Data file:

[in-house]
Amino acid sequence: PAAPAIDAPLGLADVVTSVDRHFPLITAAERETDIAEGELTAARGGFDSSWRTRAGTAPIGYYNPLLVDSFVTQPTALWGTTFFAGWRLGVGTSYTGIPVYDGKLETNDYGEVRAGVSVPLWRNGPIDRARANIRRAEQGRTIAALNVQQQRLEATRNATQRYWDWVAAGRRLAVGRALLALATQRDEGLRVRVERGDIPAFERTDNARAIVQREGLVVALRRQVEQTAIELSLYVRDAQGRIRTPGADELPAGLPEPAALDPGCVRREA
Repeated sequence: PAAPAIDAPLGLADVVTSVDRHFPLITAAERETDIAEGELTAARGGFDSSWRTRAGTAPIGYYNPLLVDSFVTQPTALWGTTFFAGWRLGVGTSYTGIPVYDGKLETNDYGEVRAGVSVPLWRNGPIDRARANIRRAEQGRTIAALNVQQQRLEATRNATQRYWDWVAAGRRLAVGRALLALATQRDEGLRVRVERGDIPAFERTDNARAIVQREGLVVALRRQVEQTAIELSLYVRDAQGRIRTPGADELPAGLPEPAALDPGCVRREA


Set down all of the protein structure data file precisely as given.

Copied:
[in-house]
Amino acid sequence: PAAPAIDAPLGLADVVTSVDRHFPLITAAERETDIAEGELTAARGGFDSSWRTRAGTAPIGYYNPLLVDSFVTQPTALWGTTFFAGWRLGVGTSYTGIPVYDGKLETNDYGEVRAGVSVPLWRNGPIDRARANIRRAEQGRTIAALNVQQQRLEATRNATQRYWDWVAAGRRLAVGRALLALATQRDEGLRVRVERGDIPAFERTDNARAIVQREGLVVALRRQVEQTAIELSLYVRDAQGRIRTPGADELPAGLPEPAALDPGCVRREA
Repeated sequence: PAAPAIDAPLGLADVVTSVDRHFPLITAAERETDIAEGELTAARGGFDSSWRTRAGTAPIGYYNPLLVDSFVTQPTALWGTTFFAGWRLGVGTSYTGIPVYDGKLETNDYGEVRAGVSVPLWRNGPIDRARANIRRAEQGRTIAALNVQQQRLEATRNATQRYWDWVAAGRRLAVGRALLALATQRDEGLRVRVERGDIPAFERTDNARAIVQREGLVVALRRQVEQTAIELSLYVRDAQGRIRTPGADELPAGLPEPAALDPGCVRREA